Seeing just these two instances juxtaposed suggests that with a sharp focus on opportunity and profit, the private sector – both listed and unlisted entities – has a role to play in climate investing. Some will extract profits today, some will invest for tomorrow, some will do both. Financiers and insurers are also shaping the push-pull of the green transition urgently needed: insurers are pulling back offerings and policies from oil and gas companies, and a big UK bank has said it will no longer finance new oil and gas fields.
Where are the opportunities to invest?
The International Energy Agency (IEA) is hopeful that Russia will never regain its position as the world’s largest fossil fuel exporter and the energy crisis at hand could speed up the green transition we need.
The International Renewable Energy Agency (IRENA)’s World Energy Transitions Report 2022 presents “the fastest path to emissions reduction, consistent with the 1.5°C goal” and “prioritises existing solutions and those with the most chance of becoming viable in the coming years“. And here is a snapshot of the investment opportunity as assessed by IRENA.
And if mobilising capital to emerging and developing markets is more your thing, there is the GFANZ-commissioned Bloomberg New Energy Finance report to lend a helping hand, even if GFANZ itself appears to be going soft on Race To Zero.
What is the role of boards and board directors here?
Well, climate risk is real. As is cognitive dissonance. Over the last few years, I have heard many senior board directors in one breath speak lovingly of their grandchildren and in the next express scepticism about the need for or the effectiveness of climate action. This doublespeak is no longer appropriate or defensible. Recognising that dissonance would be the first and firmest thing boards could and should do.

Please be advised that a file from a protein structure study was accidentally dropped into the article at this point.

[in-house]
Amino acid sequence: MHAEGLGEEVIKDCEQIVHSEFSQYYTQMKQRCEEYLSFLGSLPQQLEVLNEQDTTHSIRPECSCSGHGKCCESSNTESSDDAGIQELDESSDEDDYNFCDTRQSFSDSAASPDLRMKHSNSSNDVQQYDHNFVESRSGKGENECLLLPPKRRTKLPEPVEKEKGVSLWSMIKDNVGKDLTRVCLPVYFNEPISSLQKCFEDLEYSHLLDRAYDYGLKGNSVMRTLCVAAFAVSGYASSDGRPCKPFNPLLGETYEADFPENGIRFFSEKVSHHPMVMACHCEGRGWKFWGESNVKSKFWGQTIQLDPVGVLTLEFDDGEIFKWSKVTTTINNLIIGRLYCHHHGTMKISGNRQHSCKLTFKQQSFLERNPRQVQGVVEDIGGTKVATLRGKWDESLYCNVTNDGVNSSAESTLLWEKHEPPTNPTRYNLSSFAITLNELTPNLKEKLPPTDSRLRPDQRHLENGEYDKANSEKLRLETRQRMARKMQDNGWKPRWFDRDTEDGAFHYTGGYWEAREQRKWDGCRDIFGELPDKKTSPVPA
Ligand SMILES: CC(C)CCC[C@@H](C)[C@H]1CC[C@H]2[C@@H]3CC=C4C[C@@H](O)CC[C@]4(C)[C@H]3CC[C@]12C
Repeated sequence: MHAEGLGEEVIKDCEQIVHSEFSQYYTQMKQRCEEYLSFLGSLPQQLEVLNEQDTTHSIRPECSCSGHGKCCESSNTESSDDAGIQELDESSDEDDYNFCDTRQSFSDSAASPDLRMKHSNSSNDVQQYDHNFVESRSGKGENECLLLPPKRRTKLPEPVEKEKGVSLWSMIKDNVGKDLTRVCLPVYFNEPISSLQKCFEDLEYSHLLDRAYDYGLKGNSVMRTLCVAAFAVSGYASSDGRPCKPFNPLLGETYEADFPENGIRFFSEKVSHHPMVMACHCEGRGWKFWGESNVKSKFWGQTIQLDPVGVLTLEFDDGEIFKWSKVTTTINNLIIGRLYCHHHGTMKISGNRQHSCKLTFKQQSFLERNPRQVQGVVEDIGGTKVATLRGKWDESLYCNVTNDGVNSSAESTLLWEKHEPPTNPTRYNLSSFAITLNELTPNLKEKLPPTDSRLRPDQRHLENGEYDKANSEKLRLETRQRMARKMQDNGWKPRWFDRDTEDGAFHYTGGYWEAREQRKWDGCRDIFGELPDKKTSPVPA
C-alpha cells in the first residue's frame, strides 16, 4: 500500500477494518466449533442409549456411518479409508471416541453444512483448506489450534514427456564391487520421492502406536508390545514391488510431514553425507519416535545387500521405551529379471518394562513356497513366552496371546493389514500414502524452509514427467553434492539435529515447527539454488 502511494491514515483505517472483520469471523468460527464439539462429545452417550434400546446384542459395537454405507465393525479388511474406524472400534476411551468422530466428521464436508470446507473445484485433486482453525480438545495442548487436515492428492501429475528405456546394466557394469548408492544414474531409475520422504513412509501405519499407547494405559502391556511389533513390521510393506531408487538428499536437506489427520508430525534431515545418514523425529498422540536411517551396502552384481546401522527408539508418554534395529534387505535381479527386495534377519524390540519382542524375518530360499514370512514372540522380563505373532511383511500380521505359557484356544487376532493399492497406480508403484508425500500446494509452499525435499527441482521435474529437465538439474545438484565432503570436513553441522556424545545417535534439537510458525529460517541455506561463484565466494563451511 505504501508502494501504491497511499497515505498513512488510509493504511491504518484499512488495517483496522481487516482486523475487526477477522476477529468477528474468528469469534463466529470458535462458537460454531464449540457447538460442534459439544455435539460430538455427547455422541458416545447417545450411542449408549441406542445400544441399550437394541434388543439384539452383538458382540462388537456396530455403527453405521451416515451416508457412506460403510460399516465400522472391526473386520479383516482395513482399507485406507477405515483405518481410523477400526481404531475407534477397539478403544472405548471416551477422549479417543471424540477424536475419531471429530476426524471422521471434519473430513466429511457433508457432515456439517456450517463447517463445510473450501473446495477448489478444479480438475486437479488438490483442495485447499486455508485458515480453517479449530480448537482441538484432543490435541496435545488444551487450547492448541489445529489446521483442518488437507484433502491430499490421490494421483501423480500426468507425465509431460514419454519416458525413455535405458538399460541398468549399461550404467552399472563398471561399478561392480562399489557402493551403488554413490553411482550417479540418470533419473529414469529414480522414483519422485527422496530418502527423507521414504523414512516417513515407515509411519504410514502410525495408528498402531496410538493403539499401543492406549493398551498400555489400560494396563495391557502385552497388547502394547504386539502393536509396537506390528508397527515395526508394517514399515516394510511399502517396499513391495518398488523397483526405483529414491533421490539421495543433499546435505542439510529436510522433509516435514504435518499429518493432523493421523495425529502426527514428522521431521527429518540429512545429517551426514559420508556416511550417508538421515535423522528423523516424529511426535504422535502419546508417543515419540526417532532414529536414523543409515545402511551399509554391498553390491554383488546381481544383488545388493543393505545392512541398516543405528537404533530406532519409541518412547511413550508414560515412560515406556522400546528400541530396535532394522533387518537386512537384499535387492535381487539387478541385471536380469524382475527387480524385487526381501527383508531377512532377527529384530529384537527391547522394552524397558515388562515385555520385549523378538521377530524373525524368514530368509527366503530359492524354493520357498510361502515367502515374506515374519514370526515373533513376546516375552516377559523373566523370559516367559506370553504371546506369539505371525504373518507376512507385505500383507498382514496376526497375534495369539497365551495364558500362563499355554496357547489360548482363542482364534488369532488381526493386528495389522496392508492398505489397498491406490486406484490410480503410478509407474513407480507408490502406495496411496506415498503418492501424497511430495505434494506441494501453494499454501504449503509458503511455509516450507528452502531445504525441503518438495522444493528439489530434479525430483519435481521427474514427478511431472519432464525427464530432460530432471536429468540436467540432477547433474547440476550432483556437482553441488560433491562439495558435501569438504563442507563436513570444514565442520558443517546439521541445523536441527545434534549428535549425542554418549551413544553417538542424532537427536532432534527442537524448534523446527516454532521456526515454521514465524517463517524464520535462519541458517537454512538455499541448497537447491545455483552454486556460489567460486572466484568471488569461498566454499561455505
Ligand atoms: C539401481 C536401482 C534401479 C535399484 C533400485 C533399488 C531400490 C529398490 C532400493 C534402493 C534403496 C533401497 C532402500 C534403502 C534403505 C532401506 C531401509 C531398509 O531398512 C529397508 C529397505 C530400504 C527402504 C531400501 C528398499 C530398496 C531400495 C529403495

The next urgent agenda item, if not already undertaken, would be to assess the climate risk in the businesses they oversee. Never mind the huge opportunities for innovation, as board directors we must not forget the first rule of risk: don’t die at the first step, live long to stay in the game. Thinking of and working for the sustainability of the business for the long term is our core job. Climate risk mitigation will require digging deep to ask questions, and creative thinking and strategic evaluation to find solutions. Since it is a moving target, it will require continual monitoring and oversight, and not just once-and-done kind of thinking.
And then there is the opportunity. Here the discourse gets to be fun and feisty but no less focused.
Is your investment policy climate-action positive? Does that mean that in the short run you may be leaving returns on the table e.g. from oil and gas? Can you afford that in the hyper inflationary environment currently prevailing? What do your stakeholders think about “green transition”? Do they focus on the “green” bit or the “transition” bit? Are there too many purity tests? How are you finding the balance for your business?
This is time for action. For all of us.
We are in a vortex, a churn – I wrote about the story of Samudra Manthan, a churning of the heavenly ocean of milk, in Hindu mythology once here – and what emerges and how we deal with it in our power and in our gift.
And the time for all of us is now.
(Disclaimer: These are my own views and do not reflect the views of the boards of JP Morgan US Smaller Co.s Investment Trust or Temple Bar Investment Trust or London Metropolitan University or Harmony Energy Income Trust, where I serve as a non-exec director, and chair various committees at the time of writing.)